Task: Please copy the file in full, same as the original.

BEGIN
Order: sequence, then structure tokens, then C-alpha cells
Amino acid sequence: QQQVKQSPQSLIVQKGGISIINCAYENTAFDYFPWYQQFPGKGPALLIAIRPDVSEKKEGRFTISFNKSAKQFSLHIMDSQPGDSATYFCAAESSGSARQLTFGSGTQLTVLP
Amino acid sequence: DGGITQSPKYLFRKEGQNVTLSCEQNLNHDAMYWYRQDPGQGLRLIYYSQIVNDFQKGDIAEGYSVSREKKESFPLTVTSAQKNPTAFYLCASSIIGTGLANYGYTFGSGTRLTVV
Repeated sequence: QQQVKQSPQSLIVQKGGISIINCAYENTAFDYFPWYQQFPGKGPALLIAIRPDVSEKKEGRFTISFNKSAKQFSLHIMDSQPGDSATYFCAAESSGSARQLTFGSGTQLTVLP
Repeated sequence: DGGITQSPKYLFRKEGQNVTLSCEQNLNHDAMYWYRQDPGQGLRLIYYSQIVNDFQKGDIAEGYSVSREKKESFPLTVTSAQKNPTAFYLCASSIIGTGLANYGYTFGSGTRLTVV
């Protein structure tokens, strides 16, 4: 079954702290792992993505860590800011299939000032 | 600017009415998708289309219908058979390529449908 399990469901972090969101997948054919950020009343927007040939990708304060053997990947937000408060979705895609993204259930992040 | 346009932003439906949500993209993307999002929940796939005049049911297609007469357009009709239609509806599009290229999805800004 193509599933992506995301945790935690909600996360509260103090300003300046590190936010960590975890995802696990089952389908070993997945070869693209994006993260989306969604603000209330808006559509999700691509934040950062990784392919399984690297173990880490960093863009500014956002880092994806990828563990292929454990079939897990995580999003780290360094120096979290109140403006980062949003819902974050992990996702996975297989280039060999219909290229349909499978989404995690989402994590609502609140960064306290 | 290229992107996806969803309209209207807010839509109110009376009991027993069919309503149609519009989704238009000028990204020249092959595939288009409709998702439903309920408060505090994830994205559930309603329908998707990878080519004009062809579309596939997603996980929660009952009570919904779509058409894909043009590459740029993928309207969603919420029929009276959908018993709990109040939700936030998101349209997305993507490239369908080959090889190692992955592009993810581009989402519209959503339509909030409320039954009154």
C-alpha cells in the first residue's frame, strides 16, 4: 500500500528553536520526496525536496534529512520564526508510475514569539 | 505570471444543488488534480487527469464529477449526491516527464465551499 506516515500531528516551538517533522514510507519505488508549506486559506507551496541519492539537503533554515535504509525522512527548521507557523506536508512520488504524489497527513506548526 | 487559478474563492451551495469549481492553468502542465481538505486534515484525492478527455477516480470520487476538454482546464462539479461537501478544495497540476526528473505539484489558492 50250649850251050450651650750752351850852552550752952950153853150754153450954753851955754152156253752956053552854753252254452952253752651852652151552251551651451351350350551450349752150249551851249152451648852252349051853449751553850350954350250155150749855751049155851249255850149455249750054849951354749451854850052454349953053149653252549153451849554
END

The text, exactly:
Order: sequence, then structure tokens, then C-alpha cells
Amino acid sequence: QQQVKQSPQSLIVQKGGISIINCAYENTAFDYFPWYQQFPGKGPALLIAIRPDVSEKKEGRFTISFNKSAKQFSLHIMDSQPGDSATYFCAAESSGSARQLTFGSGTQLTVLP
Amino acid sequence: DGGITQSPKYLFRKEGQNVTLSCEQNLNHDAMYWYRQDPGQGLRLIYYSQIVNDFQKGDIAEGYSVSREKKESFPLTVTSAQKNPTAFYLCASSIIGTGLANYGYTFGSGTRLTVV
Repeated sequence: QQQVKQSPQSLIVQKGGISIINCAYENTAFDYFPWYQQFPGKGPALLIAIRPDVSEKKEGRFTISFNKSAKQFSLHIMDSQPGDSATYFCAAESSGSARQLTFGSGTQLTVLP
Repeated sequence: DGGITQSPKYLFRKEGQNVTLSCEQNLNHDAMYWYRQDPGQGLRLIYYSQIVNDFQKGDIAEGYSVSREKKESFPLTVTSAQKNPTAFYLCASSIIGTGLANYGYTFGSGTRLTVV
């Protein structure tokens, strides 16, 4: 079954702290792992993505860590800011299939000032 | 600017009415998708289309219908058979390529449908 399990469901972090969101997948054919950020009343927007040939990708304060053997990947937000408060979705895609993204259930992040 | 346009932003439906949500993209993307999002929940796939005049049911297609007469357009009709239609509806599009290229999805800004 193509599933992506995301945790935690909600996360509260103090300003300046590190936010960590975890995802696990089952389908070993997945070869693209994006993260989306969604603000209330808006559509999700691509934040950062990784392919399984690297173990880490960093863009500014956002880092994806990828563990292929454990079939897990995580999003780290360094120096979290109140403006980062949003819902974050992990996702996975297989280039060999219909290229349909499978989404995690989402994590609502609140960064306290 | 290229992107996806969803309209209207807010839509109110009376009991027993069919309503149609519009989704238009000028990204020249092959595939288009409709998702439903309920408060505090994830994205559930309603329908998707990878080519004009062809579309596939997603996980929660009952009570919904779509058409894909043009590459740029993928309207969603919420029929009276959908018993709990109040939700936030998101349209997305993507490239369908080959090889190692992955592009993810581009989402519209959503339509909030409320039954009154």
C-alpha cells in the first residue's frame, strides 16, 4: 500500500528553536520526496525536496534529512520564526508510475514569539 | 505570471444543488488534480487527469464529477449526491516527464465551499 506516515500531528516551538517533522514510507519505488508549506486559506507551496541519492539537503533554515535504509525522512527548521507557523506536508512520488504524489497527513506548526 | 487559478474563492451551495469549481492553468502542465481538505486534515484525492478527455477516480470520487476538454482546464462539479461537501478544495497540476526528473505539484489558492 50250649850251050450651650750752351850852552550752952950153853150754153450954753851955754152156253752956053552854753252254452952253752651852652151552251551651451351350350551450349752150249551851249152451648852252349051853449751553850350954350250155150749855751049155851249255850149455249750054849951354749451854850052454349953053149653252549153451849554